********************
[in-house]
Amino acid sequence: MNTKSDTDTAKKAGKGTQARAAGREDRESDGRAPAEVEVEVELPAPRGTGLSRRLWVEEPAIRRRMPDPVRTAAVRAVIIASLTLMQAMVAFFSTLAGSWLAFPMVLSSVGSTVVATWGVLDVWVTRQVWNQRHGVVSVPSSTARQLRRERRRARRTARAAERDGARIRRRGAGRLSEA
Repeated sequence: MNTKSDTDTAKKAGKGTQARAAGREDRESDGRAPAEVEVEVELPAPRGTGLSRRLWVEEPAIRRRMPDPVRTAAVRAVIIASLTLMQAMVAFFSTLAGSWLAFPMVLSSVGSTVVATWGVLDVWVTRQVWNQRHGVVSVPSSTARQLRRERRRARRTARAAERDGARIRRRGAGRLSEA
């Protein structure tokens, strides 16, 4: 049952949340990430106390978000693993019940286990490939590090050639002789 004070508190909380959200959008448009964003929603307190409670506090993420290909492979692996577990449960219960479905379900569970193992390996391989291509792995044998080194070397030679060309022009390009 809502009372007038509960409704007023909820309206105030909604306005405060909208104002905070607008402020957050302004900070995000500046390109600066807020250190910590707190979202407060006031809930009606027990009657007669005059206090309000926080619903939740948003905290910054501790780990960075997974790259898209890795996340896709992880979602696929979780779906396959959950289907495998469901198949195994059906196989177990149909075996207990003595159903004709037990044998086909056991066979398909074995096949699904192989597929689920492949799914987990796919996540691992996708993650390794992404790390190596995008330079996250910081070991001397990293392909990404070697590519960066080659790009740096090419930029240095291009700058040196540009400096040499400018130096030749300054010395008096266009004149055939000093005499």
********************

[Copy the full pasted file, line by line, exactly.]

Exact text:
[in-house]
Amino acid sequence: MNTKSDTDTAKKAGKGTQARAAGREDRESDGRAPAEVEVEVELPAPRGTGLSRRLWVEEPAIRRRMPDPVRTAAVRAVIIASLTLMQAMVAFFSTLAGSWLAFPMVLSSVGSTVVATWGVLDVWVTRQVWNQRHGVVSVPSSTARQLRRERRRARRTARAAERDGARIRRRGAGRLSEA
Repeated sequence: MNTKSDTDTAKKAGKGTQARAAGREDRESDGRAPAEVEVEVELPAPRGTGLSRRLWVEEPAIRRRMPDPVRTAAVRAVIIASLTLMQAMVAFFSTLAGSWLAFPMVLSSVGSTVVATWGVLDVWVTRQVWNQRHGVVSVPSSTARQLRRERRRARRTARAAERDGARIRRRGAGRLSEA
């Protein structure tokens, strides 16, 4: 049952949340990430106390978000693993019940286990490939590090050639002789 004070508190909380959200959008448009964003929603307190409670506090993420290909492979692996577990449960219960479905379900569970193992390996391989291509792995044998080194070397030679060309022009390009 809502009372007038509960409704007023909820309206105030909604306005405060909208104002905070607008402020957050302004900070995000500046390109600066807020250190910590707190979202407060006031809930009606027990009657007669005059206090309000926080619903939740948003905290910054501790780990960075997974790259898209890795996340896709992880979602696929979780779906396959959950289907495998469901198949195994059906196989177990149909075996207990003595159903004709037990044998086909056991066979398909074995096949699904192989597929689920492949799914987990796919996540691992996708993650390794992404790390190596995008330079996250910081070991001397990293392909990404070697590519960066080659790009740096090419930029240095291009700058040196540009400096040499400018130096030749300054010395008096266009004149055939000093005499």